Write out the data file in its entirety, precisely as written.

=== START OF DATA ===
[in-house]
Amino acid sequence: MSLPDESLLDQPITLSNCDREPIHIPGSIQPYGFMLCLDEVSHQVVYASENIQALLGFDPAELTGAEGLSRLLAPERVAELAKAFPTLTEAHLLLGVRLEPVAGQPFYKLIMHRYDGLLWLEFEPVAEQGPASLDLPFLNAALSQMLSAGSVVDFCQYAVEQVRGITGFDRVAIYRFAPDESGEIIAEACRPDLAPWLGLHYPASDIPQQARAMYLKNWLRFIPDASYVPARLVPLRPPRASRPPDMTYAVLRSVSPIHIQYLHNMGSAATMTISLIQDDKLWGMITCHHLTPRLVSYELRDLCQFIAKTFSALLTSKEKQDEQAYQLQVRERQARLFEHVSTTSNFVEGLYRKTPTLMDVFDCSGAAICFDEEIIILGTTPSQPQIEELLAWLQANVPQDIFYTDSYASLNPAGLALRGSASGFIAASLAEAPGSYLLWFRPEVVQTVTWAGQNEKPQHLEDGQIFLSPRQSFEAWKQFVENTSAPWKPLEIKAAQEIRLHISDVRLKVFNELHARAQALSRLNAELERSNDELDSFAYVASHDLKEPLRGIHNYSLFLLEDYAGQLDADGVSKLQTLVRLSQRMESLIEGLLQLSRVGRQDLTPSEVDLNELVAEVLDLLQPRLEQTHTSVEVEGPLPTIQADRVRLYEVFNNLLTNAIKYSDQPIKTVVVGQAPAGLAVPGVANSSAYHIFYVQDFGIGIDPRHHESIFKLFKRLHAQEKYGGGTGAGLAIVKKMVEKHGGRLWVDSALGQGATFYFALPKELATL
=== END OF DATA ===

[in-house]
Amino acid sequence: MSLPDESLLDQPITLSNCDREPIHIPGSIQPYGFMLCLDEVSHQVVYASENIQALLGFDPAELTGAEGLSRLLAPERVAELAKAFPTLTEAHLLLGVRLEPVAGQPFYKLIMHRYDGLLWLEFEPVAEQGPASLDLPFLNAALSQMLSAGSVVDFCQYAVEQVRGITGFDRVAIYRFAPDESGEIIAEACRPDLAPWLGLHYPASDIPQQARAMYLKNWLRFIPDASYVPARLVPLRPPRASRPPDMTYAVLRSVSPIHIQYLHNMGSAATMTISLIQDDKLWGMITCHHLTPRLVSYELRDLCQFIAKTFSALLTSKEKQDEQAYQLQVRERQARLFEHVSTTSNFVEGLYRKTPTLMDVFDCSGAAICFDEEIIILGTTPSQPQIEELLAWLQANVPQDIFYTDSYASLNPAGLALRGSASGFIAASLAEAPGSYLLWFRPEVVQTVTWAGQNEKPQHLEDGQIFLSPRQSFEAWKQFVENTSAPWKPLEIKAAQEIRLHISDVRLKVFNELHARAQALSRLNAELERSNDELDSFAYVASHDLKEPLRGIHNYSLFLLEDYAGQLDADGVSKLQTLVRLSQRMESLIEGLLQLSRVGRQDLTPSEVDLNELVAEVLDLLQPRLEQTHTSVEVEGPLPTIQADRVRLYEVFNNLLTNAIKYSDQPIKTVVVGQAPAGLAVPGVANSSAYHIFYVQDFGIGIDPRHHESIFKLFKRLHAQEKYGGGTGAGLAIVKKMVEKHGGRLWVDSALGQGATFYFALPKELATL